The second outcome of these country-level workforce gap analyses is that there is now available an increasing number of protocols that can be used or adapted or streamlined by practitioners in other countries who are interested in undertaking a similar gap analysis. The following are a few examples:
- Assessing the Human Resource Capacity for Implementation of the National Plan of Action for Orphans and Vulnerable Children
This is a process description and a tool library that gives “…coordinators, stakeholders, and implementers a process, methodology, and tools…” to carry out a participatory social service HR gap analysis. It is drawn from work done in Namibia and Malawi originally, and has a range of questionnaires, interview guides, meeting agenda descriptions and other tools. One of the strengths of this resource is that it describes well how to make the gap assessment more participatory in nature, which will make the results more accurate, the recommendations more realistic and increase the likelihood of ownership of the report and outcomes.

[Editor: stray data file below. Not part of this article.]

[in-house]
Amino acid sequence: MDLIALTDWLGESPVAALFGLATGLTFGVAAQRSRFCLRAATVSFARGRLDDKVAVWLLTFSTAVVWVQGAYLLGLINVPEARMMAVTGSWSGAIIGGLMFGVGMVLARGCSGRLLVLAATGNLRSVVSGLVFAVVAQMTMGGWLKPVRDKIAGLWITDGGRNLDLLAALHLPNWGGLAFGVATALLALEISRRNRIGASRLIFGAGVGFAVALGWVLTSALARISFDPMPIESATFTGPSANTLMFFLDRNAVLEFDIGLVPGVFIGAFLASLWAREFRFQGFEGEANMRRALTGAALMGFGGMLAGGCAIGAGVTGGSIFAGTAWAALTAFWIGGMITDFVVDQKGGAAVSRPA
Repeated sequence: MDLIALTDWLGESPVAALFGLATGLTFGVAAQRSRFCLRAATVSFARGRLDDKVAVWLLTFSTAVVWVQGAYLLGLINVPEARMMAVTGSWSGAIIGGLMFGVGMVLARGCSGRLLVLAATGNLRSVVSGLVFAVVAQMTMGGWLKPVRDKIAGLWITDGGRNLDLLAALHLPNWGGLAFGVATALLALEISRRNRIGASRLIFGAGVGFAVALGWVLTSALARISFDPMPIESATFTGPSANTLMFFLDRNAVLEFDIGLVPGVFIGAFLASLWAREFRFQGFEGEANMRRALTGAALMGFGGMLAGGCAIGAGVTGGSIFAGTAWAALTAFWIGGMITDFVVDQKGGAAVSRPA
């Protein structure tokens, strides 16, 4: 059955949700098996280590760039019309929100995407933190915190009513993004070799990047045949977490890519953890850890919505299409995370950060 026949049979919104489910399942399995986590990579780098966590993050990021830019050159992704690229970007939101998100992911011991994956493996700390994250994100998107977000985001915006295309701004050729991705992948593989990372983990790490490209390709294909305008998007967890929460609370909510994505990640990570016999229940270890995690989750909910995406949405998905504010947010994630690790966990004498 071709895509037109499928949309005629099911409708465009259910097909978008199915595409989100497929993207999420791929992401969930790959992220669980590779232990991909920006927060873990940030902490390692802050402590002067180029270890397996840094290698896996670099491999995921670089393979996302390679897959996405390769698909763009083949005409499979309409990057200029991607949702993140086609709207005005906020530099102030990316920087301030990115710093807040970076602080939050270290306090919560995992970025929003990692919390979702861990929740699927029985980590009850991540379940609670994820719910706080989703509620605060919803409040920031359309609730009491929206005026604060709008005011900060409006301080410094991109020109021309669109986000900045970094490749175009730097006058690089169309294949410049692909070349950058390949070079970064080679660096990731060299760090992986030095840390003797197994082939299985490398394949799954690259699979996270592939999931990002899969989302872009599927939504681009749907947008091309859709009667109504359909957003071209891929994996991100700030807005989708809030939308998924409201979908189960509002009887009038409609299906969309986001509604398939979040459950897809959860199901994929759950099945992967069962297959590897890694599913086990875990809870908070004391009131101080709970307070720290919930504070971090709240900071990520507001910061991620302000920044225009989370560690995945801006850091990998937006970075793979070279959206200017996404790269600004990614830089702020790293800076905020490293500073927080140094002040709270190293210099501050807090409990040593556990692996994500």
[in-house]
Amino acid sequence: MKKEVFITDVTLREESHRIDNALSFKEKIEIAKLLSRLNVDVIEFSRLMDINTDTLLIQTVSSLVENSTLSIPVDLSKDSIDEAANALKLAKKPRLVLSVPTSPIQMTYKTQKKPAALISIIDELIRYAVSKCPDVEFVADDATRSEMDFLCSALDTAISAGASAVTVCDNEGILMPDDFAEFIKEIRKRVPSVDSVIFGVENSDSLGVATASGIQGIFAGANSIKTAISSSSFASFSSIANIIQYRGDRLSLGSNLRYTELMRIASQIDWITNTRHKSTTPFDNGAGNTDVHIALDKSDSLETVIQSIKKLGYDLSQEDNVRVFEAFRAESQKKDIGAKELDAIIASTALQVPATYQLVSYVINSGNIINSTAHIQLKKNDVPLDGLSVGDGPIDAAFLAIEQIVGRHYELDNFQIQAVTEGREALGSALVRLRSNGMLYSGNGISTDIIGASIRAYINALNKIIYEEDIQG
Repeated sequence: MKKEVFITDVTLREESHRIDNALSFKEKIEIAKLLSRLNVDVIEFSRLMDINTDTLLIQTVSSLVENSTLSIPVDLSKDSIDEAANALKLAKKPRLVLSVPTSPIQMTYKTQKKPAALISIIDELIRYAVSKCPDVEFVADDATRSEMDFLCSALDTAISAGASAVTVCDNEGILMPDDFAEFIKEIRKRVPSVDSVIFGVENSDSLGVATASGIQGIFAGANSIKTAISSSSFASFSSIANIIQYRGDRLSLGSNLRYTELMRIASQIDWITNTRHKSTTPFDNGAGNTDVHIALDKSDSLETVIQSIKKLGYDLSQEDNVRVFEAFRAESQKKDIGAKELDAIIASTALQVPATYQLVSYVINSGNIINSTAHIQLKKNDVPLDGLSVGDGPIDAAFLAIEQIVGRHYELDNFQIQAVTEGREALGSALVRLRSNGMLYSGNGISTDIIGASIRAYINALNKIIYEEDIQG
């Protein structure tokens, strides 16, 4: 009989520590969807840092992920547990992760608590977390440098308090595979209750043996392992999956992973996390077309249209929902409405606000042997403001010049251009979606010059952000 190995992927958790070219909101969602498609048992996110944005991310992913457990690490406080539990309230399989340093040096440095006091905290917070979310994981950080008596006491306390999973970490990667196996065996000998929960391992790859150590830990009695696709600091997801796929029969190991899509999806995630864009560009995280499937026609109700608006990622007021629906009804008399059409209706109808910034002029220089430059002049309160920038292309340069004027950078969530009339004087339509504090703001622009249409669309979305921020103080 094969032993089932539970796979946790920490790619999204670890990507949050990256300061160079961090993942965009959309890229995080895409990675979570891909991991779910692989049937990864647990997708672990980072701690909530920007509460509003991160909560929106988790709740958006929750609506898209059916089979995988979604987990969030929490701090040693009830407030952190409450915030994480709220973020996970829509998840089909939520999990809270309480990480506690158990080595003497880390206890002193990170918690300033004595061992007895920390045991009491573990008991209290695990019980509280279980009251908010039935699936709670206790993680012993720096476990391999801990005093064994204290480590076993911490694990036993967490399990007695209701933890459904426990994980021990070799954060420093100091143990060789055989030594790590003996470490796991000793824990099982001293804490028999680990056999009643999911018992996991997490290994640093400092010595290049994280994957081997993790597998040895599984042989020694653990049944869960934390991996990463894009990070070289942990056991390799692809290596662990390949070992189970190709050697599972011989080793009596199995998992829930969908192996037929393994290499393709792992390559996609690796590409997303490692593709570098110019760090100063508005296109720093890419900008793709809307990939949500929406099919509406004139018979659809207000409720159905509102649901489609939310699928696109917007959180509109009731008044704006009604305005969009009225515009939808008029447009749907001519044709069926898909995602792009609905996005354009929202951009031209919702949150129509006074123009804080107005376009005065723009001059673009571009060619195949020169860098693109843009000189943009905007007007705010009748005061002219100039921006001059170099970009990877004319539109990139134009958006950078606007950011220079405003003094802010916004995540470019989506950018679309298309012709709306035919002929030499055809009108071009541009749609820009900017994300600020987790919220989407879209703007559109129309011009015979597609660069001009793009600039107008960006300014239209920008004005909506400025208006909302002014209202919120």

- An Assessment of the Public Sector Social Service Workforce in Ethiopia
This is the final report of the Ethiopia SSW gap analysis completed in June of 2013. In addition to some overall descriptions of orienting data collectors, sampling, data processing, and ethical considerations, it contains an extensive set of questionnaires, guidance for interviews, FGD protocols, and other tools.
- Human Resource Assessment and Gap Analysis of the Zambian Social Welfare Workforce